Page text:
Health Psychology at Rutgers is an intradisciplinary program for training Psychology graduate students, who are enrolled in one of the four Psychology Doctoral Programs, in the conduct of research concerning physical health and disease. The emphasis is on theoretically-based empirical research aimed at increasing understanding of the mechanisms underlying the reciprocal relationships linking psychological/behavioral factors to physical health outcomes such as disease, disability, and mortality. The Program is affiliated with The Center for the Study of Health Beliefs and Behavior, which is directed by Howard Leventhal, PhD and funded by the National Institutes of Health. The Center integrates health, cognitive, and social psychology, with medicine, medical sociology, epidemiology and health policy.
Graduate training in Health Psychology covers three broad topic areas:
I. Psychophysiological processes in the initiation and progression of physical diseases
Biological mechanisms that account for disease-related effects of psychological stress, coping, social relationships, and personality. Specific areas of expertise include:
- Autonomic activity and diseases of the cardiovascular and respiratory systems
- Stress-related immune changes in the development of infectious disease
- Biobehavioral factors in the genesis and progression of cancer
II. Health-promoting and health-damaging behaviors
Actions and inactions that are linked to social, psychological, and biological mechanisms involved in producing and/or preventing disease. Specific areas of expertise include:
- Prevention/health promotion
- Perception and communication of risk
- Cigarette smoking, alcohol use and abuse, eating and eating disorders, immunization, and behavioral factors in cancer and heart disease
III. Adaptation to physical disease
Cognitive, behavioral, emotional, and social-psychological factors involved in the management of and adaptation to physical disease and its treatment. Specific areas of expertise include:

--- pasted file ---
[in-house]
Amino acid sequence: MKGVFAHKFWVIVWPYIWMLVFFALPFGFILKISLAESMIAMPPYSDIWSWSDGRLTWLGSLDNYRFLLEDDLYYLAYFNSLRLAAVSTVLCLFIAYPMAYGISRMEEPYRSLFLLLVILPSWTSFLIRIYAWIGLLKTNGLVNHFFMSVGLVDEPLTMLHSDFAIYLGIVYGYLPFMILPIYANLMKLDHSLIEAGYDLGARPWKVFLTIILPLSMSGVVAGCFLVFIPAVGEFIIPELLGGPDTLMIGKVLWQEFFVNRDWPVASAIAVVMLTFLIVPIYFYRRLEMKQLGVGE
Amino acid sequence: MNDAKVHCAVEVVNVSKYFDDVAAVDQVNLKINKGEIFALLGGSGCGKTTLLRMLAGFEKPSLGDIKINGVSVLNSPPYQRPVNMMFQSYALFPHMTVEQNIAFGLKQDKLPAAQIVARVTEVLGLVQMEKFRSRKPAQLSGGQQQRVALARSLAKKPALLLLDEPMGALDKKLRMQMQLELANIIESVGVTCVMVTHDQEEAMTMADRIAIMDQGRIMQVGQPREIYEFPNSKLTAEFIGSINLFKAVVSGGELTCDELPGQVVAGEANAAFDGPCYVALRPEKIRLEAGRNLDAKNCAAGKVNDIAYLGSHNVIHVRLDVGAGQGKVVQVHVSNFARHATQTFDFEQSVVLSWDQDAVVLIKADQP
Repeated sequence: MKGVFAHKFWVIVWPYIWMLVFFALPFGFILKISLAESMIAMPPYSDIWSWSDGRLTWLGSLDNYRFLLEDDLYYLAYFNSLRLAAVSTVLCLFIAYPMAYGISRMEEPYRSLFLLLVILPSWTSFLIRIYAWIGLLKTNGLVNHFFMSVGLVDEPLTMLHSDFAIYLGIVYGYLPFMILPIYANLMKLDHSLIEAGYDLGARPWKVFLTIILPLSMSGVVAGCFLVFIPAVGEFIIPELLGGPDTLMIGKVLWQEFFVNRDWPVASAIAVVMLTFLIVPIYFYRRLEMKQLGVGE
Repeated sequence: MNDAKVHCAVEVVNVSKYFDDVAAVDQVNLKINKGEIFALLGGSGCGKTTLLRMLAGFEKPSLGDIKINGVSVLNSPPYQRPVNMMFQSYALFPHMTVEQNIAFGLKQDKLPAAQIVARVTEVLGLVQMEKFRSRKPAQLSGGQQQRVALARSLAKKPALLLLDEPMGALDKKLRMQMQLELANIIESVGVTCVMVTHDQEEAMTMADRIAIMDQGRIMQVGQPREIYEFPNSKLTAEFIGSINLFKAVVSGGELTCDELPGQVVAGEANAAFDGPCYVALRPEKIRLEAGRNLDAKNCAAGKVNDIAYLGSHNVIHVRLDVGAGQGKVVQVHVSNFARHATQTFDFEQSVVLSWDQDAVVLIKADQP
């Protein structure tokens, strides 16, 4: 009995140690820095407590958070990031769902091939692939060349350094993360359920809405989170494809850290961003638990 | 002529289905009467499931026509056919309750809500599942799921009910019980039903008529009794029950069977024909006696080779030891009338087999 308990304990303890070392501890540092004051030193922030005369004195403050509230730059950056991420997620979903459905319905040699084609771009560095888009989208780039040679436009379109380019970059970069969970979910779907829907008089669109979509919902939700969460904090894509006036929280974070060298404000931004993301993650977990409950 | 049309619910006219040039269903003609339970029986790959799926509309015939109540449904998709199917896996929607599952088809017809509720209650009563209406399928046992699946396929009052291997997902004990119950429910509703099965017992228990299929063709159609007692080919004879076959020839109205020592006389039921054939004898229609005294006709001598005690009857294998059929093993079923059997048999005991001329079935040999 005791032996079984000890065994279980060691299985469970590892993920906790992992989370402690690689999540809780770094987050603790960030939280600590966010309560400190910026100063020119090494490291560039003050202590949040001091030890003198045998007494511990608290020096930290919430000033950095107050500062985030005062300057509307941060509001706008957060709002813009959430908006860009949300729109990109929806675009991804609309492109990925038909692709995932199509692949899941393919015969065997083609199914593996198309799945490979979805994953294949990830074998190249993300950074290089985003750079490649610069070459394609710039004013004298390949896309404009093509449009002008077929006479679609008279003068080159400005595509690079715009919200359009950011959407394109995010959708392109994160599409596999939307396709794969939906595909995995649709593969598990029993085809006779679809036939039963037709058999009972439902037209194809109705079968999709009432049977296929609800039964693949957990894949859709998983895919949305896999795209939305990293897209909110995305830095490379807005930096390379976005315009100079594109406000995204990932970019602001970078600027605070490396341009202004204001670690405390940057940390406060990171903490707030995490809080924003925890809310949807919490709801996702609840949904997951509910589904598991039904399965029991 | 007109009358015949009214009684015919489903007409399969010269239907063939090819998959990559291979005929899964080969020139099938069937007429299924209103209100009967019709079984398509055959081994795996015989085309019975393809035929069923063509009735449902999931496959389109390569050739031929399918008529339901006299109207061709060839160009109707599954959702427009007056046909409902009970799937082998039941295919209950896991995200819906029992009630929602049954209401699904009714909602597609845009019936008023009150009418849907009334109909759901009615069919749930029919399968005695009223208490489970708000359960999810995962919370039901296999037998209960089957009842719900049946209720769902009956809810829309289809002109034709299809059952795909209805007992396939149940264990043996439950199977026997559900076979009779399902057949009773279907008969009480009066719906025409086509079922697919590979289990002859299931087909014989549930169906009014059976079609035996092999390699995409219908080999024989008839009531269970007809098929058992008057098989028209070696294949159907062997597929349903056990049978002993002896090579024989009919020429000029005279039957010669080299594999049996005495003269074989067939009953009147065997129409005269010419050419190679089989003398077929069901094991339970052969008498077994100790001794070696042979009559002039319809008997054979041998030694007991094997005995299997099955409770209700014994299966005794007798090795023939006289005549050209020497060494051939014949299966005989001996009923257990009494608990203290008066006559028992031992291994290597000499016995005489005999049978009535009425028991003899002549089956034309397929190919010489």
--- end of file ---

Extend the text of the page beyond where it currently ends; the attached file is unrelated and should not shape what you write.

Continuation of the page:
- Illness cognition, symptom perception, and health-care seeking
- Medical decision-making, patient preferences, physician-patient interactions, adherence
- End-of-life medical treatment decisions
- Adaptation to cancer, heart disease, and their treatment
- Biofeedback, relaxation training, and other stress-management techniques for medical patients
Students are exposed to a contextual, life-span perspective that examines age, cohort, gender, and ethnic/cultural factors to facilitate a deep understanding of psychological/ behavioral processes. The Program prepares students for research and teaching careers in academic and medical settings.
Health Psychology students are enrolled in and complete the requirements of one of the following main areas of graduate study in the Psychology department:
- Behavioral and Systems Neuroscience;
- Clinical Psychology;
- Cognitive Psychology; or
- Social Psychology.
In addition, the Health Program requires completion of additional health-related courses agreed upon by the student and her/his advisor.
In addition to core and contributing faculty, Health Psychology students participate in collaborative research with faculty from several departments/units at Rutgers University and at UMDNJ-RWJMS:
- Institute for Health, Health Care Policy, and Aging Research
- Center for the Study of Health Beliefs and Behavior
- Department of Human Ecology
- Department of Sociology
- Department of Medicine, Division of General Internal and Geriatric Medicine
- The Cancer Institute of New Jersey
- Department of Psychiatry
- Department of Environmental Medicine
- Environmental, Occupational Safety, and Health Institute, a Joint Institute of UMDNJ-RWJMS and Rutgers University.